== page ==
WWII soldier returns war trophy to France 75 years later

| November 19, 2020 | 10 Comments

John Waller – Photo Credit Virginian-Pilot

Here’s a cool story I happened across. The Virginian-Pilot tells the story of John Waller. He was a US Army soldier during World War II. During the winter of 1944 he was in England and then ordered to Continental Europe to reinforce the beleaguered troops fighting the Battle of the Bulge.

On the way he was one of 1,200 survivors out of 2,000 aboard a transport craft that got torpedoed by a U-boat as they transited the Channel. A few months later, he and his comrades were fighting through France and happened upon an abandoned chateau. Already ransacked by the Nazis, there was one locked safe left untouched. The GIs used some expedient combat engineering and blasted the safe open with grenades. He took home a photo the chateau, a pair of dueling pistols (long since sold for an engagement ring), and a small painted portrait (later dated to 1813).

The portrait sat hidden in a drawer for decades until his daughter happened upon it as they were moving Waller out of the family home. He’d never shown anyone nor talked about it. He always wanted to return it to its rightful owner. His daughter, a filmmaker and retired professor, arranged for that to happen.

Read the rest at the source; Viginian-Pilot

Category: Army, Feel Good Stories

Comments (10)

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  1. 5th/77th FA says:

    T’was a cool story. Guess we gots to rent the motion picture to see what the little portrait looked like. And like the other gunz nutz here, the type of dueling pistols would of been of considerable interest.

    Back then, I’d say 99.69% of the soldiers brought back some type of “trinkets”, albeit, maybe not some many had things that came from private homes. Papa had several 1700/1800 vintage swords and an ossifers Walther, with holster, taken from a German HQs detail he and the gunners captured. He never spoke of it, tho we had the swords at home. A reference was made in a small booklet written about his unit’s activities in the War about the pistol captured. A cousin gave it to us with the story that Papa had given it to his mother (Papa’s Sister) right after he married Momma cause she didn’t like gunz around all the chill’ren she wanted to have.

    • Claw says:

      My Dad brought home a standard Japanese rifle (without firing pin) from the war. I guess it was part of the plan to disarm the Empire.

      Have no idea what happened to it after Dad passed and it went to my childless younger brother who has also passed.

  2. The Other Whitey says:

    He was a survivor of the SS Leopoldville sinking. That disaster was a pretty hairy event to live through, to say the least.

  3. Messkit says:

    Dad lost 2 P08’s in a poker game on the Queen Mary. He said one had a really long barrel, and came with a wood case. What I wouldn’t give, to have a complete Artillery Luger in perfect condition.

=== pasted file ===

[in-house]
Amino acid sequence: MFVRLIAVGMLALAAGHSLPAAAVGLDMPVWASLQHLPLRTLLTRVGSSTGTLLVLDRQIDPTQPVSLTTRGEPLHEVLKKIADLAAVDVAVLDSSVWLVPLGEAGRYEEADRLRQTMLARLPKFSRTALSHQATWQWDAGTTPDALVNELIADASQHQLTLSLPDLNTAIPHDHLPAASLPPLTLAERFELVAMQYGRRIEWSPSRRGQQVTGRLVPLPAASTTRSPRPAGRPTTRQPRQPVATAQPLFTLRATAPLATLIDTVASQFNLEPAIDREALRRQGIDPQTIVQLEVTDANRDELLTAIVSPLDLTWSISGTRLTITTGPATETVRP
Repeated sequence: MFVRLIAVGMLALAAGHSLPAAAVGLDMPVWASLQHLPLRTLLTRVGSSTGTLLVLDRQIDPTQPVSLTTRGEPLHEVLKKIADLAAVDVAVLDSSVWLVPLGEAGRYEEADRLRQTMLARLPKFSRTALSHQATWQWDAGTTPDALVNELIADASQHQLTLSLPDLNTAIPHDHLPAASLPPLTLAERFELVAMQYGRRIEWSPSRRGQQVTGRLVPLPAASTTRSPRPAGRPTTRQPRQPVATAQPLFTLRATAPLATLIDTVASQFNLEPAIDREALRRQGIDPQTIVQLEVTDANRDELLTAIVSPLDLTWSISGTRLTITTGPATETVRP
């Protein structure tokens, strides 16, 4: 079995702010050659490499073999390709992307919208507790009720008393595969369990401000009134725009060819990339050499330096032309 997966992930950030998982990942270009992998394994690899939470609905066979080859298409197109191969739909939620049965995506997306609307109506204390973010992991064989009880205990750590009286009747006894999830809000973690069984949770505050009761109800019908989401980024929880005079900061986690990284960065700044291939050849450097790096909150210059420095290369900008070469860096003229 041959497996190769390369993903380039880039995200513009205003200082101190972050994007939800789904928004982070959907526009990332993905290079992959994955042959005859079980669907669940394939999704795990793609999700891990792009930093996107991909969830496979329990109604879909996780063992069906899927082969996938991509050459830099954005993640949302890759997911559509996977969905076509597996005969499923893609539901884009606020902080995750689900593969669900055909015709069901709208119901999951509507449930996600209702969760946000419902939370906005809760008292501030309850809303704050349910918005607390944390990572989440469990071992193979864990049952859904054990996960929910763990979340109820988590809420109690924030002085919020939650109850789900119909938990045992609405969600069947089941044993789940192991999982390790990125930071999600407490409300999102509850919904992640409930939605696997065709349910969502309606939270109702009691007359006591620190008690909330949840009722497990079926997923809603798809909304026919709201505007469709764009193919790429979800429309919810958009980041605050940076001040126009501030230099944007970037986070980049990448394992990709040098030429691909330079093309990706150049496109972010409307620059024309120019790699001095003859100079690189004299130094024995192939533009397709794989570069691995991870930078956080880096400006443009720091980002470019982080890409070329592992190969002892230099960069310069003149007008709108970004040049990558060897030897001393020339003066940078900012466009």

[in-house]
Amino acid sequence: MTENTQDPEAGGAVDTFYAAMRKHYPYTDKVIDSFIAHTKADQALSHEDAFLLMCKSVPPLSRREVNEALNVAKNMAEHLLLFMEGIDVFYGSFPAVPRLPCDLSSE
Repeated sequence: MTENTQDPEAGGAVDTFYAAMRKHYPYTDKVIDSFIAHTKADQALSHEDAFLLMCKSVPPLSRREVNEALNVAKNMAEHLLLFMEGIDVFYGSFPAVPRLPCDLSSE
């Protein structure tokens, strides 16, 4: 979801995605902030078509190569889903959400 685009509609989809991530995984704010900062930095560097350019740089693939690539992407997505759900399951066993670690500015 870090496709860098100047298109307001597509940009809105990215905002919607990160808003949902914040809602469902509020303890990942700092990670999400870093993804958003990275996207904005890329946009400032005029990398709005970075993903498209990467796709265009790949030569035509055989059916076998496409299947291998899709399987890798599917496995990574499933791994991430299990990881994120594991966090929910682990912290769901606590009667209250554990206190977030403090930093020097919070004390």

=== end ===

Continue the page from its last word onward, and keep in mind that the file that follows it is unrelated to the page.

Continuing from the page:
Occasionally, I hated my Dad’s poker skills.

  4. G. Sime says:

    A lanky boy, my Dad, was from Massachusetts and was in the 66th Black Panthers. He showed me the War Department map he used through France and later the Austrian occupation. That map had been traced from a pre-war Michelin travel guide map. May all of the 66th know that we salute them and respect them. The loss of life in that needless tragedy is so sad. SNAFU. Today was Dad’s birthday. R.I.P. I was in my fifties when he started talking about WWII.
    Thank you for posting this. I look forward to watching the documentary.

  5. OldCorpsTanker72 says:

    My brothers and I all learned to shoot with a Mauser rifle that my father brought back from the War. 22 long rifle, single shot. Still have it, as well as the double-barrel 16 gauge shotgun he brought back. He said they’d go into German towns, and tell the mayor that all the guns in town were to be put in front of town hall in so many hours. Anyone caught with a gun in their home after that time would be shot. They’d load the guns into dump trucks and dump them in the nearest river. He said they disposed of hundreds of weapons like this, and he was able to pick up a few nice ones to bring home.

  6. timactual says:

    ” He took home a photo the chateau, a pair of dueling pistols (long since sold for an engagement ring), and a small painted portrait ”

    It’s called looting..

    “Looting refers to the act of stealing, or the taking of goods by force, in the midst of a military, political, or other social crisis, such as war, natural disasters (where law and civil enforcement are temporarily ineffective), or rioting. The proceeds of all these activities can be described as booty, loot, plunder, spoils, or pillage. ”

    Nowhere does the word “trophy” appear in the definition, probably since “trophy” implies something won honorably.

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